product development CAD CAD Modeling mechanical components electrical components

6 Guidelines for CAD Modeling

on February 10, 2015

When developing a product, you are never designing just one part; it is (almost) always an assembly of mechanical and electrical components. I recommend creating better CAD modeling now to help yourself in the long run. The following is a set of guidelines that have helped me during my career as a designer.

  1. Use two hands! Early in my career I was told “a two handed designer is an efficient one” and it is completely true. The use of your keyboard to create shortcuts or mapkeys to perform automated tasks saves countless clicks of the mouse. Anything from hiding and un-hiding a part in an assembly, to pulling up the measuring tool will create small efficiencies while designing.
  2. Use Master Models! Whether you are designing in Creo, SolidWorks or Onshape, a master model or skeleton (if you are using Creo) is the key to creating great assemblies. It guarantees that parts will align and make creating the assembly even easier. A “master model” is a part file that contains references and geometry, which will be shared between two or more parts. For instance, creating the entire outer shape of the product that, in the end, will be made of multiple parts. You can also use this shared information for things such as, locations of screws, heights of screw bosses, and snaps between parts. The basic rule of thumb is if at least two parts use the same reference, it should be in the master model.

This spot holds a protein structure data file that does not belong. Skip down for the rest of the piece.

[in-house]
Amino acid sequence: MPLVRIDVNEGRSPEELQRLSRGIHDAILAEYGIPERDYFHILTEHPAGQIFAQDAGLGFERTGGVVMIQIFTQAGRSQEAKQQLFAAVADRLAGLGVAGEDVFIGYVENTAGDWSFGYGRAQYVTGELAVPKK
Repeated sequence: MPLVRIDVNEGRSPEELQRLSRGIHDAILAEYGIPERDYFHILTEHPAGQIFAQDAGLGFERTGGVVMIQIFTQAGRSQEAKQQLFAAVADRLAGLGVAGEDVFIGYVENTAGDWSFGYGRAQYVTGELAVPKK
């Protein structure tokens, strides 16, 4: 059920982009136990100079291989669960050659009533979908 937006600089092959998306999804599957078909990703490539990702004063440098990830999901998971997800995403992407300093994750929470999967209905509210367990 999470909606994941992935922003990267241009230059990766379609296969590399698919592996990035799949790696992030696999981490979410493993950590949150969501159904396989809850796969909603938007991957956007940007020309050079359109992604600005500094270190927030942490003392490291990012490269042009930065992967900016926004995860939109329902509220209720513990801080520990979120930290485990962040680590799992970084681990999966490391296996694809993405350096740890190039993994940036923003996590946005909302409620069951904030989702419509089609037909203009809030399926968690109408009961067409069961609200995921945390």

3. Name your features! It only takes a few added seconds to rename the feature, so just do it. By simply naming features you will save time in the long run when it comes to changing anything or if someone else two years later has to change something. This quick tip will help, I promise.
  4. Don’t skip around! When it comes to designing a part you create features as they become needed. This does not your model tree should reflect this. If you need to add a rib to the screw boss twenty features up, roll back your model and add in the rib after the boss. By grouping features that are dependent to each other it makes editing later on much easier.
  5. Annotate! Make featureless annotations in your model tree to break up sections of your design. This really helps if the part has hundreds of features, having sections for “alignment pins” or “PCBA mounting holes” is really helpful when having to edit the model in the future.
  6. Model in order! I cannot stress this last point enough. The model tree should almost always follow this order; references (datums, axis, cys), shared data (master models / skeletons), copied geometry, surfaces, solid features, drafts, rounds / chamfers. Draft, rounds and chamfers are always the last features because they are finishing details. Don’t add these to your initial designs because you will waste more time in the end redefining these over and over. Once you believe the design is stable, it is time to add draft, rounds and chamfers.

Image from wikipedia.org

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